Legend of the Buddha and Shih Tzu

     The magnificent Fu Dogs, (Foo) the Yin and Yang (male and female) guardians of Buddhist Temples have been caste out of bronze, fired in ceramics, carved out of stone, jade, cinnabar, ivory, and teak. The male holds a ball with his left paw, symbolic of dual powers over nature, precious stones, energy, valor, and wisdom.  The female holds her puppy with her paw--a symbol of playing, protecting, and disciplining her baby. "Fu" in Manchurian means "happiness."  Many legends say Fu Dogs, are the happy Shih Tzu, 
forever guarding the temple of Buddha. 
For many years, Siddhartha traveled throughout India with a joyful 
little dog at his side. One day, several robbers surrounded the Buddha intending to rob and murder him.  Suddenly the affectionate little companion shape-shifted into a roaring lion, so large and ferocious 
that the frightened men fled in all directions. Instantly the great lion became the fun loving traveling companion. Buddha picked up his 
small friend, kissed, petted, praised, and blessed him for his loyalty
and courage. 
     It is believed to-this-day that Shih Tzu are blessed by Buddha. A different color spot on the forehead is the place where Buddha bent 
down and placed a kiss. A flash of white on the forehead is the place where he laid his 
finger in blessing, as the noble puppies and ancestors of the Buddha's own Little Lion, parade past him, proudly preparing for birth. Symbolism and the Shih Tzu explains the various parts of the Shih Tzu as they relate to Buddhism.  
     For centuries, the ruling classes and aristocrats in most areas of the world have 
honored toy  breeds. The toys represented a means of expressing social status and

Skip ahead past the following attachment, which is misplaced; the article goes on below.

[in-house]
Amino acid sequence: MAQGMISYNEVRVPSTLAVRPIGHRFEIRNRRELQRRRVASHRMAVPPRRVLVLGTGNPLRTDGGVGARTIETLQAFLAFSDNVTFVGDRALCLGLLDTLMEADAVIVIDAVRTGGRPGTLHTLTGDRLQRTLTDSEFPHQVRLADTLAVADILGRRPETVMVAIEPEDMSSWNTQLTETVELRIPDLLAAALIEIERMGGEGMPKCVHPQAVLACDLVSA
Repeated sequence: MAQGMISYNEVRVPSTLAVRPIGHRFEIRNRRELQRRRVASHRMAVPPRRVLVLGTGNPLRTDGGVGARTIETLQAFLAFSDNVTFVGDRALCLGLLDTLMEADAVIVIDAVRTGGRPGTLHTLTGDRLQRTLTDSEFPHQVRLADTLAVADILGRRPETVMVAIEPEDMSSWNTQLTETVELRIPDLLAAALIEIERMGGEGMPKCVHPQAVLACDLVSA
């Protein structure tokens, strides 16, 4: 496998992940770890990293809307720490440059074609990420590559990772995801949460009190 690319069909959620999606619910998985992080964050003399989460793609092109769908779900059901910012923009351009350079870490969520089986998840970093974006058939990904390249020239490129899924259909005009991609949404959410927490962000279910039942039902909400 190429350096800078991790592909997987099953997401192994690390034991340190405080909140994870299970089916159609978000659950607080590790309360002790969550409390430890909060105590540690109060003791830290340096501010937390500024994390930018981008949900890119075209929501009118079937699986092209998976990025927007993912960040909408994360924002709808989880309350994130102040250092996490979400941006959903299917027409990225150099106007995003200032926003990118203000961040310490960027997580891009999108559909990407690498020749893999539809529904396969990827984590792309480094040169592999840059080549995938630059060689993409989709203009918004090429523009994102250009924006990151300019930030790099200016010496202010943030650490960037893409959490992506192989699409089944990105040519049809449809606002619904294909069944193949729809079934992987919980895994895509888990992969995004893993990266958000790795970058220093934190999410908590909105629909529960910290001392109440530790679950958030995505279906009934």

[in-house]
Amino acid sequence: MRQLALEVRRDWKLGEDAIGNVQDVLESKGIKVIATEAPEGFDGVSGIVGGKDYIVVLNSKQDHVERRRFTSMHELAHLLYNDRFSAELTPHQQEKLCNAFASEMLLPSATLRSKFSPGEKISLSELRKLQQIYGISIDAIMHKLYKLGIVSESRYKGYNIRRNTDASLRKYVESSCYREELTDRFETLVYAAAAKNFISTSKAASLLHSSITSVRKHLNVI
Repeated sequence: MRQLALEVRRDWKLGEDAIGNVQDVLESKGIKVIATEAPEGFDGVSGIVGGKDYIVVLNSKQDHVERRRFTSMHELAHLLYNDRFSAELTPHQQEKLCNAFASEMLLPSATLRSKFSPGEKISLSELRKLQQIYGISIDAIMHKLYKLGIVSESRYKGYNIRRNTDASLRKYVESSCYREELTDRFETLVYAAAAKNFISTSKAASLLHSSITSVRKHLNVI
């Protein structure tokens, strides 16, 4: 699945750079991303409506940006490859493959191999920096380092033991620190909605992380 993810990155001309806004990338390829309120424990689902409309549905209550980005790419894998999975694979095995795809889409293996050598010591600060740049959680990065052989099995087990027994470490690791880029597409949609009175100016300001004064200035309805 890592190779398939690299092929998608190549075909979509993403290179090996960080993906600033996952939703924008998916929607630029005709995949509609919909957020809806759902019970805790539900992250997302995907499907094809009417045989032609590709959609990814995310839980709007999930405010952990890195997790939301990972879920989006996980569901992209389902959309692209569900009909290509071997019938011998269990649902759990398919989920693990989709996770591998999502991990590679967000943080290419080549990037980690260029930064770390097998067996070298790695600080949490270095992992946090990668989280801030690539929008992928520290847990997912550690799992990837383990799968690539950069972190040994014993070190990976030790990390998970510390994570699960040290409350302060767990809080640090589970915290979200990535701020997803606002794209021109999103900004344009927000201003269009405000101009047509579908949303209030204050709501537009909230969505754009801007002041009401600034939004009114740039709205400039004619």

wealth because they were not bred for utilitarian purposes. Siddhartha was a Prince, a Brahmin, a member of the highest caste in India before he abandoned all worldly possessions, reached  Nirvana and was named the Buddha. Considering his high social position, he probably owned and loved a toy and could have taken the dog with him on 
his many journeys. There is always truth behind legends.--editorial comment.

     Legend reveals that when the young and beautiful Kwan Yin refused to marry a man 
she did not love, her cruel father became so enraged, he put her to death. She was sent
to the underworld but the god of death put her back on Earth, because by reading words from the holy books, she had stopped all souls from suffering. 

     Buddha found the lovely young woman roaming the Earth. He knew her compassion 
for the lost souls and was taken by her great beauty. Without hesitation, he made her 
his consort, gave her immortality and named her the Goddess of Compassion and Mercy. Then he gave her a puppy from his beloved Shih Tzu, who would be her eternal friend 
and protector. There are many objets d'art, illustrating the great Goddess Kwan Yin with 
a happy little dog-- paws in the air--a pose similar to the "boxing" style of the cat world. 

     The Chinese Zodiac is organized according to the 12 animals signs, and is attributed 
to Buddha. Before he departed from Earth, the Lord Buddha summoned all the animals to come to him. Twelve animals from the four quarters of the Earth assembled to bid him farewell. As a reward for their journey and loyalty, Buddha named a year after each one
of them in the order of their arrival. First came the Rat-April, then the Ox-May, Tiger-
June, Rabbit-July, Dragon-August, Snake-September, Horse-October, Sheep-November, Monkey-December, Rooster-January, Dog-February, and Boar-March.